N.C. Gov. Can’t Even Enforce Anti-Trans ‘Bathroom Law' In His Own Building

Someone conducted a sit-in of a different sort to prove it.

A person in North Carolina used a bathroom today.

In almost any other state, that wouldn't qualify as news (nor should it). In North Carolina, it's now an act of political protest.

Mara Keisling, the head of the National Center for Transgender Equality, used the women's restroom in North Carolina Gov. Pat McCrory's office today while working to repeal HB 2, which bars transgender people from using public bathrooms that match their gender identity.

After Keisling and about 15 others sat in the rotunda for "a sort of protest and fellowship,” she made the move, which she jokingly called “revolutionary” in a conversation with HuffPost Monday.

"I used the women's room in the governor's office," Keisling wrote under a Facebook photo commemorating the restroom in question. "Governor McCrory can't even enforce his law in his own house."

Keisling told HuffPost the event was ... uneventful.

"[I] did my business, I minded my business and I went on with my business,” she said.

"This is the first time using the bathroom has really been a big news story,” Keisling added. "There were people in the bathroom, and coming out of the restroom. And like the five times a day I use a public restroom, nothing happened. No one noticed.”

On Monday, Democratic lawmakers in the state introduced language to repeal the law, considered one of the most egregiously discriminatory in the nation. In addition to barring people from using the bathroom that aligns with their gender identity, the law bars local municipalities in the state from passing their own anti-discrimination measures.

The governor's office didn't immediately respond to a request for comment on Monday evening.

Keisling was arrested later in the day as part of the peaceful sit-in, NCTE staff told HuffPost.

“There’s never been a problem with transgender people using the bathroom," Keisling said before her arrest. "No one comes home from work and says, ‘Oh honey, there were so many issues with transgender people in the bathroom today.’"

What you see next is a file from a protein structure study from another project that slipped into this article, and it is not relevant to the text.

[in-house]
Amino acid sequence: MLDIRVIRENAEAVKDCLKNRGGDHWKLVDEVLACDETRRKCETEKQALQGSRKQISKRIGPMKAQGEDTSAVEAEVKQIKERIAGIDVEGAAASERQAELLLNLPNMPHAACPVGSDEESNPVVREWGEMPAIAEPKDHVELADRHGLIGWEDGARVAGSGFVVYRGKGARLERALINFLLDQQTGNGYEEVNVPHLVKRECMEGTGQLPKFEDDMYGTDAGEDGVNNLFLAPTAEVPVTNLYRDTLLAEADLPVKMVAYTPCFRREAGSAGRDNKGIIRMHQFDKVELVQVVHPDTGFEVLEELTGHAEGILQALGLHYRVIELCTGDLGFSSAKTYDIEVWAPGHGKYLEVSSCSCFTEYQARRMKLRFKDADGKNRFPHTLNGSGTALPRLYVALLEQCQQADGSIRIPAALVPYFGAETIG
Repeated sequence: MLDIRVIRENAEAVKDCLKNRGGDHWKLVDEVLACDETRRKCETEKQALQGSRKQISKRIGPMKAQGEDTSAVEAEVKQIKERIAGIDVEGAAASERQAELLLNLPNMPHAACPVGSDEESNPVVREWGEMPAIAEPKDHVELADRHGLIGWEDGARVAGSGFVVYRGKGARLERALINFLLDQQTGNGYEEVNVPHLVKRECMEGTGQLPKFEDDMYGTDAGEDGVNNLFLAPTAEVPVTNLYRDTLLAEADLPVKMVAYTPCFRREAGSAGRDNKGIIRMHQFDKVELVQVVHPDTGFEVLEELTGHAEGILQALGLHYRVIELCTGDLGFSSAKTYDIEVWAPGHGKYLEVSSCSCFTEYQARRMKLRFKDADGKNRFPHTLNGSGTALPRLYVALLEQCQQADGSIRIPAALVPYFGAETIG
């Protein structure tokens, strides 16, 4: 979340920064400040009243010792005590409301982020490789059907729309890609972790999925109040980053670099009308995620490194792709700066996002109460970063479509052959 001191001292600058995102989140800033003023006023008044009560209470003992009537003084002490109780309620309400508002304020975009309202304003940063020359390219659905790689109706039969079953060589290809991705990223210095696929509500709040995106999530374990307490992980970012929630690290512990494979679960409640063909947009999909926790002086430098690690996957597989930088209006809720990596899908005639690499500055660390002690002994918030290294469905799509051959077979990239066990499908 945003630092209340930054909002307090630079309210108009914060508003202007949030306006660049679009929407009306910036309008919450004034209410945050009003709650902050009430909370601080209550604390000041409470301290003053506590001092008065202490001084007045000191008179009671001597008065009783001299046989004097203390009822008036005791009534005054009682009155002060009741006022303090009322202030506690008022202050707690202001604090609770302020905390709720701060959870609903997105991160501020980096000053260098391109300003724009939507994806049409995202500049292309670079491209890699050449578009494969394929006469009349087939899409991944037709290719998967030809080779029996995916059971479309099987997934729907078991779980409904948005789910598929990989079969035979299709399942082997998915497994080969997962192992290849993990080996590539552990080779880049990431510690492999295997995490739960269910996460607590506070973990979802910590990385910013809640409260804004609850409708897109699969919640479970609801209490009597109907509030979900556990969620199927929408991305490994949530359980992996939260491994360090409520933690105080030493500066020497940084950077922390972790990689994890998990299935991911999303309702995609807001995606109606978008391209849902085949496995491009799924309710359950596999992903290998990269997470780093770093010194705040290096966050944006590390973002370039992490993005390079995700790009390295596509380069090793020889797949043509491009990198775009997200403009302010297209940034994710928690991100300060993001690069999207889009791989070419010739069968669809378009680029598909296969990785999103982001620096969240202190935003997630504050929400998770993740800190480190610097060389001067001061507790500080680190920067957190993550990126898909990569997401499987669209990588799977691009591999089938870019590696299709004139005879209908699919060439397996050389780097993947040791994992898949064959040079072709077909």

What the law has succeeded in doing, she says, is unleashing "a level of hate against trans people that we haven’t seen in some time.”

In addition to remarks by Republican presidential candidates like Texas Sen. Ted Cruz calling trans people "predators," Keisling cited recent comments by a Republican candidate for sheriff in Texas’ Denton County who advocated beating transgender people for using their preferred restroom.

"I don’t say this very often, but people like that should lose their job," Keisling said. “We can’t have law enforcement threatening innocent people.”

News of the adverse economic implications of the law -- which is quickly becoming a PR nightmare for state Republicans -- has dominated coverage of the bill. Lost in the discussion, Keisling said, is how much HB 2 affects the vulnerable population of trans kids.

"They just want to go to school. They do their best to pick themselves up and go to school where they might be bullied by classmates or even teachers," she said. "And then they come home and and they turn on the news and find out the governor is bullying them, too?"

"It’s not safe. It’s not good public health," Keisling said of the bill. "If you’re going to pretend you care about children, care about children. Don’t say about you care about North Carolinians and then don’t expand Medicaid or protect rights."

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Before You Go

1. Defining Transgenderism

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